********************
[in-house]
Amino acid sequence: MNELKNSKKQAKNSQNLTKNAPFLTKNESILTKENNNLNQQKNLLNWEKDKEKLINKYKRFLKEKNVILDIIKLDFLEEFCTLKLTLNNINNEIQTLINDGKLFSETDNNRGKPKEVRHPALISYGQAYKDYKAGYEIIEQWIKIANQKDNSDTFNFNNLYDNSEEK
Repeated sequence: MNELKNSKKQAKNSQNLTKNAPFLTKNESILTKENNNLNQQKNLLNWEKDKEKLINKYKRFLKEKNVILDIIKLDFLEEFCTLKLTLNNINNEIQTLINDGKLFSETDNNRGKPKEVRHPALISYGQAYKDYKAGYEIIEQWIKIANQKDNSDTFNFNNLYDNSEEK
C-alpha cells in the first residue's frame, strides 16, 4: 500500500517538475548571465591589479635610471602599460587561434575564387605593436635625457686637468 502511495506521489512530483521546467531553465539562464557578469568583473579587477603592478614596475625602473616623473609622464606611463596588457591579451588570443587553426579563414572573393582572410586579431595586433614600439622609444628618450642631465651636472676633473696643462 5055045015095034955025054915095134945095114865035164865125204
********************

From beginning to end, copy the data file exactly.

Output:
[in-house]
Amino acid sequence: MNELKNSKKQAKNSQNLTKNAPFLTKNESILTKENNNLNQQKNLLNWEKDKEKLINKYKRFLKEKNVILDIIKLDFLEEFCTLKLTLNNINNEIQTLINDGKLFSETDNNRGKPKEVRHPALISYGQAYKDYKAGYEIIEQWIKIANQKDNSDTFNFNNLYDNSEEK
Repeated sequence: MNELKNSKKQAKNSQNLTKNAPFLTKNESILTKENNNLNQQKNLLNWEKDKEKLINKYKRFLKEKNVILDIIKLDFLEEFCTLKLTLNNINNEIQTLINDGKLFSETDNNRGKPKEVRHPALISYGQAYKDYKAGYEIIEQWIKIANQKDNSDTFNFNNLYDNSEEK
C-alpha cells in the first residue's frame, strides 16, 4: 500500500517538475548571465591589479635610471602599460587561434575564387605593436635625457686637468 502511495506521489512530483521546467531553465539562464557578469568583473579587477603592478614596475625602473616623473609622464606611463596588457591579451588570443587553426579563414572573393582572410586579431595586433614600439622609444628618450642631465651636472676633473696643462 5055045015095034955025054915095134945095114865035164865125204